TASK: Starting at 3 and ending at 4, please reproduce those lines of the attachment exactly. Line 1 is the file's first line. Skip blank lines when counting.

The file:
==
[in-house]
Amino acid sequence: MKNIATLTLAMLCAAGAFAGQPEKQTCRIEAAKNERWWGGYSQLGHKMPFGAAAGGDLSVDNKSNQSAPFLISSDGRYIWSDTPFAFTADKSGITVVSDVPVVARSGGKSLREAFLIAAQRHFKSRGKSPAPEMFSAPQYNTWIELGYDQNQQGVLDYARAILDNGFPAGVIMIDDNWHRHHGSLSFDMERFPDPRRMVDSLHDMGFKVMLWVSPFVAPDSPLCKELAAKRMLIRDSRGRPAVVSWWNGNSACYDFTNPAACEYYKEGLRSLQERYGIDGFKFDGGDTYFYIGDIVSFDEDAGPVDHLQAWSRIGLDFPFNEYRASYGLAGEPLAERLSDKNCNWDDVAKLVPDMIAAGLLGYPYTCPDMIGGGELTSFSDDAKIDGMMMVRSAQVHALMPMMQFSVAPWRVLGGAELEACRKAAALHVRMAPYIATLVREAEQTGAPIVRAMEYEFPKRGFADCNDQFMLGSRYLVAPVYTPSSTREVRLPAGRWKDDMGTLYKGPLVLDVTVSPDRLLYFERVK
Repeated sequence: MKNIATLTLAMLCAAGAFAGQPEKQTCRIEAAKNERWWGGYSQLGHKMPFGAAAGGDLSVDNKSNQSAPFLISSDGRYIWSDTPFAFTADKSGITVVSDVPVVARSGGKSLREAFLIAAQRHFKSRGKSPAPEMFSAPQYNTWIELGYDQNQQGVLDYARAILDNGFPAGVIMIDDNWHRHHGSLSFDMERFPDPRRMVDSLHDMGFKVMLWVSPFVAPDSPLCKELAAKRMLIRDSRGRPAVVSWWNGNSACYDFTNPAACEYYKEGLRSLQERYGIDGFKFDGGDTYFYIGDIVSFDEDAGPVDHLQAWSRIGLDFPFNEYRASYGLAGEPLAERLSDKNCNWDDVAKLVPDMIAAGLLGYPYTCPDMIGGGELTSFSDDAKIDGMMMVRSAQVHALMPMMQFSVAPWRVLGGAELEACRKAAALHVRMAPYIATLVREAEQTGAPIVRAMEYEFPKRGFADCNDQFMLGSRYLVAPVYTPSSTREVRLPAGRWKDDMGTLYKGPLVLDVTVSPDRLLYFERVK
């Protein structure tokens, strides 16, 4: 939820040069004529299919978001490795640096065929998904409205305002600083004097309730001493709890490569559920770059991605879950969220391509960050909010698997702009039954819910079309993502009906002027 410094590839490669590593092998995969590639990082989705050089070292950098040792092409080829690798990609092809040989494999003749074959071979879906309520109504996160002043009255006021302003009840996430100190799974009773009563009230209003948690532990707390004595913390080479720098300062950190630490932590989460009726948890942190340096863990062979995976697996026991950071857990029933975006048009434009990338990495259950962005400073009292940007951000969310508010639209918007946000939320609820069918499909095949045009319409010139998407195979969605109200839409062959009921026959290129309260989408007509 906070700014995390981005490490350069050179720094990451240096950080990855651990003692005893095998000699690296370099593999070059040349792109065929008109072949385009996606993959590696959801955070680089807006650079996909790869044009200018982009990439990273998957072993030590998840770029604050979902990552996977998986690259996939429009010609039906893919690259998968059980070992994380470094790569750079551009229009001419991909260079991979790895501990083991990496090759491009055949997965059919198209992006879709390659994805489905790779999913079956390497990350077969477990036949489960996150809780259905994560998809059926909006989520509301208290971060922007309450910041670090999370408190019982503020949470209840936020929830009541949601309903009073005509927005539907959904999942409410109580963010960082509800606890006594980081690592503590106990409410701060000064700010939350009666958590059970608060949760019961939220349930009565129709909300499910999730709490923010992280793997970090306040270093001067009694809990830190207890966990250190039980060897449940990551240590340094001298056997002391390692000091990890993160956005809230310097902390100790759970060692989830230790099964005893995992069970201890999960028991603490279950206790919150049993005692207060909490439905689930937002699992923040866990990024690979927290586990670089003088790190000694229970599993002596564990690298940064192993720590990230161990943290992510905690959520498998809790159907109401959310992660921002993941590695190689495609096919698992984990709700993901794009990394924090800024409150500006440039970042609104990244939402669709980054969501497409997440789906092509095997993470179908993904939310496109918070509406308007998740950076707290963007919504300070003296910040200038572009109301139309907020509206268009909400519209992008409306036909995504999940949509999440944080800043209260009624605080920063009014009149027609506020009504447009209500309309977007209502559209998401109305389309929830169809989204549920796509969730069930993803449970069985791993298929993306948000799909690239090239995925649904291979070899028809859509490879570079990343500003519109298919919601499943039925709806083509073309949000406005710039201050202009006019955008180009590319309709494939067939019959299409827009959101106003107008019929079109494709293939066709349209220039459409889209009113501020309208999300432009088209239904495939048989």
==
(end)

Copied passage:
Repeated sequence: MKNIATLTLAMLCAAGAFAGQPEKQTCRIEAAKNERWWGGYSQLGHKMPFGAAAGGDLSVDNKSNQSAPFLISSDGRYIWSDTPFAFTADKSGITVVSDVPVVARSGGKSLREAFLIAAQRHFKSRGKSPAPEMFSAPQYNTWIELGYDQNQQGVLDYARAILDNGFPAGVIMIDDNWHRHHGSLSFDMERFPDPRRMVDSLHDMGFKVMLWVSPFVAPDSPLCKELAAKRMLIRDSRGRPAVVSWWNGNSACYDFTNPAACEYYKEGLRSLQERYGIDGFKFDGGDTYFYIGDIVSFDEDAGPVDHLQAWSRIGLDFPFNEYRASYGLAGEPLAERLSDKNCNWDDVAKLVPDMIAAGLLGYPYTCPDMIGGGELTSFSDDAKIDGMMMVRSAQVHALMPMMQFSVAPWRVLGGAELEACRKAAALHVRMAPYIATLVREAEQTGAPIVRAMEYEFPKRGFADCNDQFMLGSRYLVAPVYTPSSTREVRLPAGRWKDDMGTLYKGPLVLDVTVSPDRLLYFERVK
């Protein structure tokens, strides 16, 4: 939820040069004529299919978001490795640096065929998904409205305002600083004097309730001493709890490569559920770059991605879950969220391509960050909010698997702009039954819910079309993502009906002027 410094590839490669590593092998995969590639990082989705050089070292950098040792092409080829690798990609092809040989494999003749074959071979879906309520109504996160002043009255006021302003009840996430100190799974009773009563009230209003948690532990707390004595913390080479720098300062950190630490932590989460009726948890942190340096863990062979995976697996026991950071857990029933975006048009434009990338990495259950962005400073009292940007951000969310508010639209918007946000939320609820069918499909095949045009319409010139998407195979969605109200839409062959009921026959290129309260989408007509 906070700014995390981005490490350069050179720094990451240096950080990855651990003692005893095998000699690296370099593999070059040349792109065929008109072949385009996606993959590696959801955070680089807006650079996909790869044009200018982009990439990273998957072993030590998840770029604050979902990552996977998986690259996939429009010609039906893919690259998968059980070992994380470094790569750079551009229009001419991909260079991979790895501990083991990496090759491009055949997965059919198209992006879709390659994805489905790779999913079956390497990350077969477990036949489960996150809780259905994560998809059926909006989520509301208290971060922007309450910041670090999370408190019982503020949470209840936020929830009541949601309903009073005509927005539907959904999942409410109580963010960082509800606890006594980081690592503590106990409410701060000064700010939350009666958590059970608060949760019961939220349930009565129709909300499910999730709490923010992280793997970090306040270093001067009694809990830190207890966990250190039980060897449940990551240590340094001298056997002391390692000091990890993160956005809230310097902390100790759970060692989830230790099964005893995992069970201890999960028991603490279950206790919150049993005692207060909490439905689930937002699992923040866990990024690979927290586990670089003088790190000694229970599993002596564990690298940064192993720590990230161990943290992510905690959520498998809790159907109401959310992660921002993941590695190689495609096919698992984990709700993901794009990394924090800024409150500006440039970042609104990244939402669709980054969501497409997440789906092509095997993470179908993904939310496109918070509406308007998740950076707290963007919504300070003296910040200038572009109301139309907020509206268009909400519209992008409306036909995504999940949509999440944080800043209260009624605080920063009014009149027609506020009504447009209500309309977007209502559209998401109305389309929830169809989204549920796509969730069930993803449970069985791993298929993306948000799909690239090239995925649904291979070899028809859509490879570079990343500003519109298919919601499943039925709806083509073309949000406005710039201050202009006019955008180009590319309709494939067939019959299409827009959101106003107008019929079109494709293939066709349209220039459409889209009113501020309208999300432009088209239904495939048989």